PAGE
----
Speaking on a conference call last week, Chicago Bears coach Lovie Smith turned the tables on a group of reporters. Asked about the rookie quarterback he's likely to face Monday night, Smith laughed and said: "You guys could probably tell more about him than me. So let's have your scouting report."
To put it bluntly, does it matter? Whoever takes the Minnesota Vikings' first snap will be the fourth backup quarterback the Bears have faced this season. Smith's team has won all three previous games, allowing a total of 26 points and limiting the passers to an average of 142 yards per game.
ESPNChicago.com's Jon Greenberg suggested the "Bears are getting another break in a season full of fortune." Indeed, they appear to be living the kind of charmed existence necessary for most division winners in this era of NFL parity.
And let's be clear: The Bears won't simply be facing a backup quarterback at TCF Bank Stadium. The Vikings' starter will be a pull-the-ripcord-emergency replacement for Brett Favre and Tarvaris Jackson, both of whom suffered significant injuries in consecutive weeks.
The Vikings announced Saturday they will start Joe Webb -- a sixth-round draft choice once projected as a receiver and whose future position remains unclear. His backup will be journeyman Patrick Ramsey, whose first practice with the team was Thursday.
Webb's ascendance should please fans of both teams. For the Vikings, he represents the excitement of the unknown at the end of a deeply disappointing season. The Bears have remained publicly respectful of Webb, but surely they know he is the rawest quarterback they have faced this season and one who will start only through unique circumstances.
If common sense had prevailed in the spring, Webb would be into his 15th week as a receiver/kick returner/Wildcat quarterback. That was the original vision after Senior Bowl coaches switched him from quarterback to receiver in January. Webb, in fact, gained some national buzz after the emergence of a YouTube video that showed him jumping over seven stacked drill bags.
The Vikings drafted him as a receiver, but former coach Brad Childress switched him to quarterback during rookie minicamp. (My theory is that Webb was a pawn in Childress' vendetta against former backup Sage Rosenfels, whom he wanted to jettison. Making Webb the presumptive No. 3 quarterback provided the perfect avenue. But I digress....)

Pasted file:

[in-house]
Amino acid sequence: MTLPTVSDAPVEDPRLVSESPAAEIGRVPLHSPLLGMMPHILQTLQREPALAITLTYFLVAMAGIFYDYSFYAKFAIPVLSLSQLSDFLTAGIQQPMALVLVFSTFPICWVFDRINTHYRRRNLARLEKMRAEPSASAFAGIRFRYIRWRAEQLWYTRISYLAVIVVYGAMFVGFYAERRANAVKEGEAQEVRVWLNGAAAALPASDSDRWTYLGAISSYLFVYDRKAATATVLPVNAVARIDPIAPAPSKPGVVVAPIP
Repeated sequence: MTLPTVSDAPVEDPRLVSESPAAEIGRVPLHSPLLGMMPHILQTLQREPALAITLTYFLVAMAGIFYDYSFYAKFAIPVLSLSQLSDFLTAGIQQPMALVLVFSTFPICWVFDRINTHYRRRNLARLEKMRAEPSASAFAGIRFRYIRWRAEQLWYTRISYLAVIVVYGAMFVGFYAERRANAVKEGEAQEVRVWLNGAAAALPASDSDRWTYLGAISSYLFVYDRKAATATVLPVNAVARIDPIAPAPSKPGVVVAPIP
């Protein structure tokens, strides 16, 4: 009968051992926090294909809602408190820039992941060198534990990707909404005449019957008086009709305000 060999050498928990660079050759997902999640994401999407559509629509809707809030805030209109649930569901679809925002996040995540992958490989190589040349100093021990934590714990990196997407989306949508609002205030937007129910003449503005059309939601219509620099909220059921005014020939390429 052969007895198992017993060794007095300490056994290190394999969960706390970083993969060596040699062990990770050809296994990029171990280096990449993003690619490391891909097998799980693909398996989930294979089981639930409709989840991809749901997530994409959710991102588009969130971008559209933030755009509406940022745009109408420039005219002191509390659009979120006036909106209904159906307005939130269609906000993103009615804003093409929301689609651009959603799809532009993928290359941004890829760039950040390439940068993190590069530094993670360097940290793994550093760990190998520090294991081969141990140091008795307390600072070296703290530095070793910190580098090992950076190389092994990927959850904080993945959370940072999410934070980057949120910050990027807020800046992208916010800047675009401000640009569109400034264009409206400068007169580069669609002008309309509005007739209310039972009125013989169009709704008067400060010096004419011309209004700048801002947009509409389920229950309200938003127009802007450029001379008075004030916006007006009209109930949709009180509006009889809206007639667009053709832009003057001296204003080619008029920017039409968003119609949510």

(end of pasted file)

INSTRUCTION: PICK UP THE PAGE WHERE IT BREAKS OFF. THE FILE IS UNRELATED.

Is he a quarterback because of his skills or as the result of a Machiavellian sideshow? I'm not sure. Regardless, Webb has appeared permanently amused ever since. As in: Not even I can believe I'm a quarterback on a National Football League roster. Watching him practice and interact with teammates has been at once charming and frightening.
"I really like his attitude," offensive coordinator Darrell Bevell said. "He's got great confidence in his ability. He's kind of an unflappable guy. He does come across like he doesn't know what he doesn't know [and doesn't know] what he's getting himself into. He just really does believe in his ability and that he can make plays in the field."
We'll find out Monday night if that confidence is justified or borne from blissful ignorance. Frankly, it could be either. Webb had the kind of training camp that made you cringe at times and raise an eyebrow at others. He'd throw a 6-yard duck followed by a 50-yard rope. He tantalized late-game preseason observers with a 48-yard touchdown run against the San Francisco 49ers and, as expected, helped nudge Rosenfels off the roster in September.
Considering Favre's 18-year streak of consecutive starts, the decision carried little weight at the time. But now Webb is set to make his first NFL start on "Monday Night Football" against a defense that ranks fifth in the NFL with 26 takeaways. Oh, and the game-time temperature is expected to be around 20 degrees -- or about 20 degrees lower than the coldest game he said he ever started at Alabama-Birmingham.
"I mean, it's a great opportunity. "Monday Night Football," you can't get better than that," Webb said. "You've been dreaming that ever since you've been a little kid. Watching the game ever since you've been a little kid and now I'm probably going to be a part of it. [I'd] love to take advantage of it."
Webb has carried himself as a happy-go-lucky interloper in an NFL locker room. Monday night, he'll have a chance to demonstrate he belongs on the big stage.
"Joe, he is a character," Bevell said. "He's got great personality. The guys like him. The players around him feed off his energy. But he has great confidence, and I don't think he has any doubt about stepping in the huddle, calling plays, doing what we're asking him to do. ... As long as he's working within the offense, who can't believe in him?"